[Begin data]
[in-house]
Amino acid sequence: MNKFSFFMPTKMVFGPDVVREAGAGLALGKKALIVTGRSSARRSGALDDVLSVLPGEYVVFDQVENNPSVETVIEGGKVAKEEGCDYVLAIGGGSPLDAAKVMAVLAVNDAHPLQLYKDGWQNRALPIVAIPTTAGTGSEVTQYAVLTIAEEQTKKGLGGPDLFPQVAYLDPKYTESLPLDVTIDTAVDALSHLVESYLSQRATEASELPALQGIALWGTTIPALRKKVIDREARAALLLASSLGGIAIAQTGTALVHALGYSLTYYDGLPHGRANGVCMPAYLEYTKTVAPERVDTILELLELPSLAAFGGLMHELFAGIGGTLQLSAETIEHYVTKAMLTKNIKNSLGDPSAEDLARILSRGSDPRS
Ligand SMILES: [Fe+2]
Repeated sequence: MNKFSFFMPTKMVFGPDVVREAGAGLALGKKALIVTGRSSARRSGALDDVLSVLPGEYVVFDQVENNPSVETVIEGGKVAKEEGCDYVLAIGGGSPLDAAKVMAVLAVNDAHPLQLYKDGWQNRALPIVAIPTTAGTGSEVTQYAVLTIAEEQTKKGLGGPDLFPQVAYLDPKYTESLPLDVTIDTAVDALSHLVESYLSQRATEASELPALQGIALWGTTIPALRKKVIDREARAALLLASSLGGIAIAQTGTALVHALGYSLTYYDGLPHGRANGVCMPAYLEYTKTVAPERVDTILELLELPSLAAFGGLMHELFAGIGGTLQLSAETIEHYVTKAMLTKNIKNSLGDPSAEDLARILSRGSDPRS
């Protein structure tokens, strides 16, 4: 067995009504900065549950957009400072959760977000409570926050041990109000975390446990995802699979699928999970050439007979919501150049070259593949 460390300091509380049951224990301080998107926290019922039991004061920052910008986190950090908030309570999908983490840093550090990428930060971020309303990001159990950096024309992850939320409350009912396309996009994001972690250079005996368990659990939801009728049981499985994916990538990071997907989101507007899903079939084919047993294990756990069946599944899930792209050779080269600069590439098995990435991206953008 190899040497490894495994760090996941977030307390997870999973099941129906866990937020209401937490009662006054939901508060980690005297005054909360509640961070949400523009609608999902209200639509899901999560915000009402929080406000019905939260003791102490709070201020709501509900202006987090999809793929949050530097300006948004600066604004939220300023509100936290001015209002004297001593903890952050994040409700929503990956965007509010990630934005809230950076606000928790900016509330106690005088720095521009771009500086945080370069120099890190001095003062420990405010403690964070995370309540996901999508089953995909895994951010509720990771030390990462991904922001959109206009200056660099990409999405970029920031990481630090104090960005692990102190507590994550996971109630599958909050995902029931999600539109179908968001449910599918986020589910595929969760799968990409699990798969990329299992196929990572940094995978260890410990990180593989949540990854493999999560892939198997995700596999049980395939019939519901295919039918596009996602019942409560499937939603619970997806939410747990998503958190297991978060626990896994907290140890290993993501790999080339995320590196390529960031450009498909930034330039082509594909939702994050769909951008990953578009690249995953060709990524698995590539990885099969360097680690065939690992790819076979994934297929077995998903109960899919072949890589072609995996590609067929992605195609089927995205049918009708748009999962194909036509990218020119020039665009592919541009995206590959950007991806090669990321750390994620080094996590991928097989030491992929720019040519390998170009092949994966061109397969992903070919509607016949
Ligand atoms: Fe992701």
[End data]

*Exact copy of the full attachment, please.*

[in-house]
Amino acid sequence: MNKFSFFMPTKMVFGPDVVREAGAGLALGKKALIVTGRSSARRSGALDDVLSVLPGEYVVFDQVENNPSVETVIEGGKVAKEEGCDYVLAIGGGSPLDAAKVMAVLAVNDAHPLQLYKDGWQNRALPIVAIPTTAGTGSEVTQYAVLTIAEEQTKKGLGGPDLFPQVAYLDPKYTESLPLDVTIDTAVDALSHLVESYLSQRATEASELPALQGIALWGTTIPALRKKVIDREARAALLLASSLGGIAIAQTGTALVHALGYSLTYYDGLPHGRANGVCMPAYLEYTKTVAPERVDTILELLELPSLAAFGGLMHELFAGIGGTLQLSAETIEHYVTKAMLTKNIKNSLGDPSAEDLARILSRGSDPRS
Ligand SMILES: [Fe+2]
Repeated sequence: MNKFSFFMPTKMVFGPDVVREAGAGLALGKKALIVTGRSSARRSGALDDVLSVLPGEYVVFDQVENNPSVETVIEGGKVAKEEGCDYVLAIGGGSPLDAAKVMAVLAVNDAHPLQLYKDGWQNRALPIVAIPTTAGTGSEVTQYAVLTIAEEQTKKGLGGPDLFPQVAYLDPKYTESLPLDVTIDTAVDALSHLVESYLSQRATEASELPALQGIALWGTTIPALRKKVIDREARAALLLASSLGGIAIAQTGTALVHALGYSLTYYDGLPHGRANGVCMPAYLEYTKTVAPERVDTILELLELPSLAAFGGLMHELFAGIGGTLQLSAETIEHYVTKAMLTKNIKNSLGDPSAEDLARILSRGSDPRS
């Protein structure tokens, strides 16, 4: 067995009504900065549950957009400072959760977000409570926050041990109000975390446990995802699979699928999970050439007979919501150049070259593949 460390300091509380049951224990301080998107926290019922039991004061920052910008986190950090908030309570999908983490840093550090990428930060971020309303990001159990950096024309992850939320409350009912396309996009994001972690250079005996368990659990939801009728049981499985994916990538990071997907989101507007899903079939084919047993294990756990069946599944899930792209050779080269600069590439098995990435991206953008 190899040497490894495994760090996941977030307390997870999973099941129906866990937020209401937490009662006054939901508060980690005297005054909360509640961070949400523009609608999902209200639509899901999560915000009402929080406000019905939260003791102490709070201020709501509900202006987090999809793929949050530097300006948004600066604004939220300023509100936290001015209002004297001593903890952050994040409700929503990956965007509010990630934005809230950076606000928790900016509330106690005088720095521009771009500086945080370069120099890190001095003062420990405010403690964070995370309540996901999508089953995909895994951010509720990771030390990462991904922001959109206009200056660099990409999405970029920031990481630090104090960005692990102190507590994550996971109630599958909050995902029931999600539109179908968001449910599918986020589910595929969760799968990409699990798969990329299992196929990572940094995978260890410990990180593989949540990854493999999560892939198997995700596999049980395939019939519901295919039918596009996602019942409560499937939603619970997806939410747990998503958190297991978060626990896994907290140890290993993501790999080339995320590196390529960031450009498909930034330039082509594909939702994050769909951008990953578009690249995953060709990524698995590539990885099969360097680690065939690992790819076979994934297929077995998903109960899919072949890589072609995996590609067929992605195609089927995205049918009708748009999962194909036509990218020119020039665009592919541009995206590959950007991806090669990321750390994620080094996590991928097989030491992929720019040519390998170009092949994966061109397969992903070919509607016949
Ligand atoms: Fe992701």